Anticonvulsants may also have an effect on pro-social behaviors.  In one review (i.e., Matson et al., 2004), it was suggested that phenytoin might have effects on attention and motor abilities.  Matson et al. (2004) examined the behavioral effects of phenytoin, carbamazepine, and valproic acid.  The authors reported that phenytoin had a negative effect on social behavior that could possibly be explained by impaired attention and motor abilities.  This could result in decreases in learning as reported by Banks et al. (1999; 2001), with carbamazepine and phenytoin.  Matson et al., (2004), however, also reported that carbamazepine and valproic acid appeared to have no effect on social behavior.  Conversely, Hollander, Dolgoff-Kaspar, Cartwright, Rawitt, and Novotny (2001) described an open, retrospective study of the effects of divalproex sodium on the core features of autism and other associated problems (e.g., aggression).  In addition to decreases in aggression and impulsivity, participants also showed increases in social skills such as social relatedness and listening.

Although most studies have reported positive or lack of negative effects with anticonvulsant medications, Ettinger et al. (1998) reported varying effects across participants for lamotrigine.  One participant showed decreases in hyperactivity and increases in compliance, indicating that lamotrigine might have decreased negatively reinforced responding. A second participant showed increases in hyperactivity, decreases in compliance, and increases in irritability.  A third participant demonstrated increased crying, screaming, and hyperactivity.  In a different study, out of 19 participants, lamotrigine treatment resulted in increased aggression for 9 individuals and increases in other behavior problems for 4 individuals (Beran & Gibson, 1998).  Although these are only two studies, clearly the effects of lamotrigine on behavior are not consistent.  However, these varied results are not inconsistent with the effects of lamotrigine as observed in the general population (Gjwani et al., 2005).

Data reviewed demonstrates that anticonvulsants are mixed in their effects on problem and social behavior.  In some cases, researchers have reported negative effects such as increases in aggression (e.g., Beran & Gibson, 1998) and in others the results have been more positive and shown decreases in aggression (e.g., Janowsky et al., 2003).  Additionally, anticonvulsants have been shown to have a positive effect on some of the core features of autism, such as social skills (e.g., Hollander et al., 2001).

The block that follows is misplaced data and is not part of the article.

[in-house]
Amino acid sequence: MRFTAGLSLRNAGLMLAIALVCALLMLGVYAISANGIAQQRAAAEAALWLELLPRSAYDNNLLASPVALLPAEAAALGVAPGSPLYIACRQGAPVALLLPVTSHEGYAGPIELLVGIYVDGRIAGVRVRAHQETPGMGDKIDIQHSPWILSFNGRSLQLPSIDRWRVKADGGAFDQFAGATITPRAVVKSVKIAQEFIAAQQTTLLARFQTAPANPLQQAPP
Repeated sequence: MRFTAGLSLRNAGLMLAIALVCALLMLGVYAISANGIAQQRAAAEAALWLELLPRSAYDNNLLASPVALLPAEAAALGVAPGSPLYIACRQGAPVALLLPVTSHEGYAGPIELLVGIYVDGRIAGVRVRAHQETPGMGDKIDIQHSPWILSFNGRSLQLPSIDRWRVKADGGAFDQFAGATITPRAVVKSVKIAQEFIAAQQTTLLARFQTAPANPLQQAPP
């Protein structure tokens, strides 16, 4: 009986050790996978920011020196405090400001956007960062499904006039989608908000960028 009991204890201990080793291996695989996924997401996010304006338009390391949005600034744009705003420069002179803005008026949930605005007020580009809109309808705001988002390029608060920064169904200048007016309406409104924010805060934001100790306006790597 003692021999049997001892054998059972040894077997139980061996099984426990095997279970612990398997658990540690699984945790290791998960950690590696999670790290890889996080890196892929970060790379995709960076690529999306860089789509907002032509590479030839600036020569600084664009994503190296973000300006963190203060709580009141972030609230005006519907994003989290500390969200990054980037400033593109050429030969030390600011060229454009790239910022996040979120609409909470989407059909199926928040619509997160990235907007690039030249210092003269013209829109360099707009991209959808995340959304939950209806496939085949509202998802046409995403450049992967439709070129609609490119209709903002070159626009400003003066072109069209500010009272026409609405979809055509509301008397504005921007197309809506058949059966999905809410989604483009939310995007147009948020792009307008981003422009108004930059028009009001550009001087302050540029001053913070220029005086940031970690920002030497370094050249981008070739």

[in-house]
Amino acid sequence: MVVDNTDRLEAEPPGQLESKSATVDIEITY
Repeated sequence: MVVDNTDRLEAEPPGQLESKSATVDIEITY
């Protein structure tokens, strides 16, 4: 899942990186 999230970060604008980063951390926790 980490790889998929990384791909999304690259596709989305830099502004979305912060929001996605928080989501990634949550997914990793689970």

Conclusion

The effects of anticonvulsants on behavioral contingencies need to be examined further.  Given that the drugs within this class vary greatly in their mechanisms of action than drugs in other classes, these drugs may have more varying and contrasting effects on behavior than any other drug class.  We suggest that applied behavior analysts conduct research on the effects of anticonvulsants on functional relations and that they look to the behavioral pharmacology literature to determine if there are current findings that may promote their own research or understanding of the applied/clinical work that they conduct.  For example, would medications that showed dose-dependent decreases in responding in pigeons on a variable schedule (e.g., carbamazepine; Caruso et al., 2002) impact the effects of positively reinforced problem behavior?  Another question that may be asked is whether or not dose changes impact behavioral contingencies already in place.  Analogue-functional analyses might be a useful tool for examining the relation between anticonvulsants and environmental variables, such as avoidance responding, (Schaal & Hackenberg, 1994), however, this can be tedious work when studying drugs that require long periods of time to reach therapeutic levels and to metabolize (Crossland et al., 2003; Zarcone et al., 2004). 

Recently, increased emphasis has been placed on the translation of research traditionally conducted by experimental researchers to applied and clinical arenas which is evidenced by recently published book chapters (e.g., Wacker, 2000) and articles in the Journal of Applied Behavior Analysis (e.g., Lerman, 2003; Mace, 1996).  Pharmacology research has determined the mechanism of action of various drugs prescribed to affect problem behavior in people with developmental disabilities.  Behavioral pharmacology research has determined the effects of drugs on scheduled responding and additional behavioral assays (e.g., open field, light/dark tests).  The next level of analysis needed is for behavior analysts to evaluate changes in functional relations when on drugs.   

Finally, there is a great need for translational research between neuroscience, pharmacology, and behavior analysis to gain a better understanding of the relation between the brain, behavior, and the environment and how drugs affect this relation.   This need has recently been emphasized with regards to the use of psychotropic drugs in children and adolescents (Vitiello, Heiligenstein, Riddle, Greenhill, & Fegert, 2004).  Our last recommendation is that behavior analysts learn about the new advances in neuroscience that allow us to observe and measure what is occurring inside an organism and to also expand on the methodologies currently used by behavior analysts as we continue to measure overt responses (Critchfield, 2002).